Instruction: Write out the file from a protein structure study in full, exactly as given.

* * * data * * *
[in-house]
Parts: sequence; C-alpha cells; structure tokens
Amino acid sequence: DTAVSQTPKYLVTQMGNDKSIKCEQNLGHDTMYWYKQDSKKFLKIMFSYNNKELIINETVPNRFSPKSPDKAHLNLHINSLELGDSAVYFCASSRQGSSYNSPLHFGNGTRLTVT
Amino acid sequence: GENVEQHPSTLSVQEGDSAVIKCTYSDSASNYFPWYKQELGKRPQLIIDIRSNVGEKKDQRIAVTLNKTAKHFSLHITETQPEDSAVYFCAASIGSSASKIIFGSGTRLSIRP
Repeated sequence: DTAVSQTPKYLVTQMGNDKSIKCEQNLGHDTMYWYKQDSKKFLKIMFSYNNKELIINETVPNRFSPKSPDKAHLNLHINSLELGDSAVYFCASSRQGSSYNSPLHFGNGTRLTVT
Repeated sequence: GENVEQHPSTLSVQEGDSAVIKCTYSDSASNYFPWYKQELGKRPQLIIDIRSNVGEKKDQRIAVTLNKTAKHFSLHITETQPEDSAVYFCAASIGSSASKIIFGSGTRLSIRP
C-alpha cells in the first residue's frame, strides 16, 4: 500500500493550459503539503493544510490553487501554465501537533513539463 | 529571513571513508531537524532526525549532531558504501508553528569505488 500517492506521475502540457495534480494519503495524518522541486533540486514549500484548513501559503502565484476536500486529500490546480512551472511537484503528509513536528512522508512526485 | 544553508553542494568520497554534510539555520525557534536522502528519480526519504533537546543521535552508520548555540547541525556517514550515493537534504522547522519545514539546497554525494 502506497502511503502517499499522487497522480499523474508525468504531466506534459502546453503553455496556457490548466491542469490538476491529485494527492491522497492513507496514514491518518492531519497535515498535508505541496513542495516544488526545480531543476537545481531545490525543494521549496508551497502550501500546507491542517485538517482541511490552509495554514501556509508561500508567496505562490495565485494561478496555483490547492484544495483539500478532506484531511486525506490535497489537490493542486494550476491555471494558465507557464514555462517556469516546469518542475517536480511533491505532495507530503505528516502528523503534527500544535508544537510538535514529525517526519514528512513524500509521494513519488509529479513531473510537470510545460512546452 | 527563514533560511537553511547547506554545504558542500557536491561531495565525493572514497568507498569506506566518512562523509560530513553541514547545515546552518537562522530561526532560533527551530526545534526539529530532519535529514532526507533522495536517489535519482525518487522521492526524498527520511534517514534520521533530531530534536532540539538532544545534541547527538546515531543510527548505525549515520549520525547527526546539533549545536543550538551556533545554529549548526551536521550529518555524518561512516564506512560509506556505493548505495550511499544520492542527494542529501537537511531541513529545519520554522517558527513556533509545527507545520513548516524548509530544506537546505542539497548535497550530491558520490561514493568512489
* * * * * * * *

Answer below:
[in-house]
Parts: sequence; C-alpha cells; structure tokens
Amino acid sequence: DTAVSQTPKYLVTQMGNDKSIKCEQNLGHDTMYWYKQDSKKFLKIMFSYNNKELIINETVPNRFSPKSPDKAHLNLHINSLELGDSAVYFCASSRQGSSYNSPLHFGNGTRLTVT
Amino acid sequence: GENVEQHPSTLSVQEGDSAVIKCTYSDSASNYFPWYKQELGKRPQLIIDIRSNVGEKKDQRIAVTLNKTAKHFSLHITETQPEDSAVYFCAASIGSSASKIIFGSGTRLSIRP
Repeated sequence: DTAVSQTPKYLVTQMGNDKSIKCEQNLGHDTMYWYKQDSKKFLKIMFSYNNKELIINETVPNRFSPKSPDKAHLNLHINSLELGDSAVYFCASSRQGSSYNSPLHFGNGTRLTVT
Repeated sequence: GENVEQHPSTLSVQEGDSAVIKCTYSDSASNYFPWYKQELGKRPQLIIDIRSNVGEKKDQRIAVTLNKTAKHFSLHITETQPEDSAVYFCAASIGSSASKIIFGSGTRLSIRP
C-alpha cells in the first residue's frame, strides 16, 4: 500500500493550459503539503493544510490553487501554465501537533513539463 | 529571513571513508531537524532526525549532531558504501508553528569505488 500517492506521475502540457495534480494519503495524518522541486533540486514549500484548513501559503502565484476536500486529500490546480512551472511537484503528509513536528512522508512526485 | 544553508553542494568520497554534510539555520525557534536522502528519480526519504533537546543521535552508520548555540547541525556517514550515493537534504522547522519545514539546497554525494 502506497502511503502517499499522487497522480499523474508525468504531466506534459502546453503553455496556457490548466491542469490538476491529485494527492491522497492513507496514514491518518492531519497535515498535508505541496513542495516544488526545480531543476537545481531545490525543494521549496508551497502550501500546507491542517485538517482541511490552509495554514501556509508561500508567496505562490495565485494561478496555483490547492484544495483539500478532506484531511486525506490535497489537490493542486494550476491555471494558465507557464514555462517556469516546469518542475517536480511533491505532495507530503505528516502528523503534527500544535508544537510538535514529525517526519514528512513524500509521494513519488509529479513531473510537470510545460512546452 | 527563514533560511537553511547547506554545504558542500557536491561531495565525493572514497568507498569506506566518512562523509560530513553541514547545515546552518537562522530561526532560533527551530526545534526539529530532519535529514532526507533522495536517489535519482525518487522521492526524498527520511534517514534520521533530531530534536532540539538532544545534541547527538546515531543510527548505525549515520549520525547527526546539533549545536543550538551556533545554529549548526551536521550529518555524518561512516564506512560509506556505493548505495550511499544520492542527494542529501537537511531541513529545519520554522517558527513556533509545527507545520513548516524548509530544506537546505542539497548535497550530491558520490561514493568512489